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Sheriff David Clarke, Ret.
President Donald J. Trump was not only open about it — he aggressively campaigned on the need for conservative, Constitution-abiding judges to serve on our nation’s federal courts and the United States Supreme Court. And voters enthusiastically embraced Trump’s pledge with exit polling confirming the president was elected in large part due to his bold promise to appoint judges who would uphold the Constitution and the rule of law.
Freedoms - Values - Principles - Country - Jeopardy
“The freedoms we cherish and the constitutional values and principles our country was founded on are in jeopardy,” President Trump said in a statement released prior to his election. “I will appoint justices who, like Justice Scalia, will protect our liberty with the highest regard to the Constitution.”
Along with that statement came a list of 21 potential Supreme Court nominees Trump would choose from if elected president. It’s among the most transparent Supreme Court-nomination process in American history but, unfortunately, not the type of process liberals are eager to live up to even though they should.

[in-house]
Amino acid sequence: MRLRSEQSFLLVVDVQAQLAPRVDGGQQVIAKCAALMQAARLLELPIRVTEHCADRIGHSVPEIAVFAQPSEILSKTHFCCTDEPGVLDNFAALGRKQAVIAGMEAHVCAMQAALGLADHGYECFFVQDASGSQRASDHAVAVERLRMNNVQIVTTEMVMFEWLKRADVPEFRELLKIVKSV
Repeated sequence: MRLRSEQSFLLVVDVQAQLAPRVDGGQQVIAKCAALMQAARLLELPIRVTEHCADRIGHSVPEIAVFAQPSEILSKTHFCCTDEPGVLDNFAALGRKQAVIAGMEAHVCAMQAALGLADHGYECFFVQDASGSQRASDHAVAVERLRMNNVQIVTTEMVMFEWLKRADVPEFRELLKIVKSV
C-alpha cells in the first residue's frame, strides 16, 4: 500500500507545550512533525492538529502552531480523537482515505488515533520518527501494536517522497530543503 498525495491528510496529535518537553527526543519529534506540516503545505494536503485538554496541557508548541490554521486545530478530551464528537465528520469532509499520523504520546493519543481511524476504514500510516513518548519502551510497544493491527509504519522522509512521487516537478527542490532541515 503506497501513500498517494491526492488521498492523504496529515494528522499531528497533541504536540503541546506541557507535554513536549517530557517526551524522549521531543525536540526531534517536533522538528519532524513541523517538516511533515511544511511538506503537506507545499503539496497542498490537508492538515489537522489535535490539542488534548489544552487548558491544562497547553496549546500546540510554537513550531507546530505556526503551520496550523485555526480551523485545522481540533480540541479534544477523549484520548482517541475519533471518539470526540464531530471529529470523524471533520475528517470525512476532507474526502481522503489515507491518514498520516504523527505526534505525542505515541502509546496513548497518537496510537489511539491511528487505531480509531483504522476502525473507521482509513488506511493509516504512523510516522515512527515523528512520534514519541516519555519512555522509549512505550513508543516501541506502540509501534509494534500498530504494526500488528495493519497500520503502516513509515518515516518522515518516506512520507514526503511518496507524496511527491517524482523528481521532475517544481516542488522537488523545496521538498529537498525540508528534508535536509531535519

Contrast - Trump - Campaign - Hopefuls - Advocacy
In stark contrast to Trump’s campaign, Democratic presidential hopefuls along with dark monied liberal advocacy groups are keeping their lists of potential judges completely hidden from public view. “Unlike the unprecedented Trump list, the liberal groups do not intend to make their recommendations public,” reports The New York Times.
Why are Democrats playing hide-and-seek with their judicial nominees? The level of transparency President Trump afforded the country when he named prospective Supreme Court appointees was bold and refreshing. It is disappointing to see liberals stuck in the past.
President - Trump - Voters - Months - Vet
President Trump gave voters four months to investigate, vet, and debate the merits of the men and women on his Supreme Court short list before ultimately announcing the nomination of now-Justice Neil M. Gorsuch. He gave voters more than eight months to review the careers of those on...
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